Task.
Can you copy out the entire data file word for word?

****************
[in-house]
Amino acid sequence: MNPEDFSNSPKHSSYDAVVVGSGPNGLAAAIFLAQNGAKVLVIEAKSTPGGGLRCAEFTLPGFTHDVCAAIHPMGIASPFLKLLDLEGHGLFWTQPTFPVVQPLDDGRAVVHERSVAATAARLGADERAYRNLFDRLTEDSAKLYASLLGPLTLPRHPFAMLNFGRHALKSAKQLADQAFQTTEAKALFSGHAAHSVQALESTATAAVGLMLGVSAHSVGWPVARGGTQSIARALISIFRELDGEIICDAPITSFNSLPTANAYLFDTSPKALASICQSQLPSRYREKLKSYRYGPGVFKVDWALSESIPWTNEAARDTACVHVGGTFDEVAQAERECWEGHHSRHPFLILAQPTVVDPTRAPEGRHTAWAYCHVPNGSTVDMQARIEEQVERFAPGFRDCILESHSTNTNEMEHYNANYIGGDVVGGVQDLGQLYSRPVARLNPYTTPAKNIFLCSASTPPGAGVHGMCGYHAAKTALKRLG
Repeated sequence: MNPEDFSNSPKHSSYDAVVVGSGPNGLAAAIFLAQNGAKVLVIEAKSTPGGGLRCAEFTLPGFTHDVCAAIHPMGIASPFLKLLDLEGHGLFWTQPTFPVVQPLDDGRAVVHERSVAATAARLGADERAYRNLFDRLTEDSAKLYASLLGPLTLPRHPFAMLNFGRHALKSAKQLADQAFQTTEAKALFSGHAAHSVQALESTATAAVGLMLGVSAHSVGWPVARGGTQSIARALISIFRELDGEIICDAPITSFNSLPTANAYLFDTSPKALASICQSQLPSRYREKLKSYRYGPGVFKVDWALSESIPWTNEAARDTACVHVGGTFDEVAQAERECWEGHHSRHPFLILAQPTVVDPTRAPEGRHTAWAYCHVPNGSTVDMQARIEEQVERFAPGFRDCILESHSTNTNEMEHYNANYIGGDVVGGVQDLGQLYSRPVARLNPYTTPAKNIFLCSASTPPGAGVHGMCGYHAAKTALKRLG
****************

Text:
[in-house]
Amino acid sequence: MNPEDFSNSPKHSSYDAVVVGSGPNGLAAAIFLAQNGAKVLVIEAKSTPGGGLRCAEFTLPGFTHDVCAAIHPMGIASPFLKLLDLEGHGLFWTQPTFPVVQPLDDGRAVVHERSVAATAARLGADERAYRNLFDRLTEDSAKLYASLLGPLTLPRHPFAMLNFGRHALKSAKQLADQAFQTTEAKALFSGHAAHSVQALESTATAAVGLMLGVSAHSVGWPVARGGTQSIARALISIFRELDGEIICDAPITSFNSLPTANAYLFDTSPKALASICQSQLPSRYREKLKSYRYGPGVFKVDWALSESIPWTNEAARDTACVHVGGTFDEVAQAERECWEGHHSRHPFLILAQPTVVDPTRAPEGRHTAWAYCHVPNGSTVDMQARIEEQVERFAPGFRDCILESHSTNTNEMEHYNANYIGGDVVGGVQDLGQLYSRPVARLNPYTTPAKNIFLCSASTPPGAGVHGMCGYHAAKTALKRLG
Repeated sequence: MNPEDFSNSPKHSSYDAVVVGSGPNGLAAAIFLAQNGAKVLVIEAKSTPGGGLRCAEFTLPGFTHDVCAAIHPMGIASPFLKLLDLEGHGLFWTQPTFPVVQPLDDGRAVVHERSVAATAARLGADERAYRNLFDRLTEDSAKLYASLLGPLTLPRHPFAMLNFGRHALKSAKQLADQAFQTTEAKALFSGHAAHSVQALESTATAAVGLMLGVSAHSVGWPVARGGTQSIARALISIFRELDGEIICDAPITSFNSLPTANAYLFDTSPKALASICQSQLPSRYREKLKSYRYGPGVFKVDWALSESIPWTNEAARDTACVHVGGTFDEVAQAERECWEGHHSRHPFLILAQPTVVDPTRAPEGRHTAWAYCHVPNGSTVDMQARIEEQVERFAPGFRDCILESHSTNTNEMEHYNANYIGGDVVGGVQDLGQLYSRPVARLNPYTTPAKNIFLCSASTPPGAGVHGMCGYHAAKTALKRLG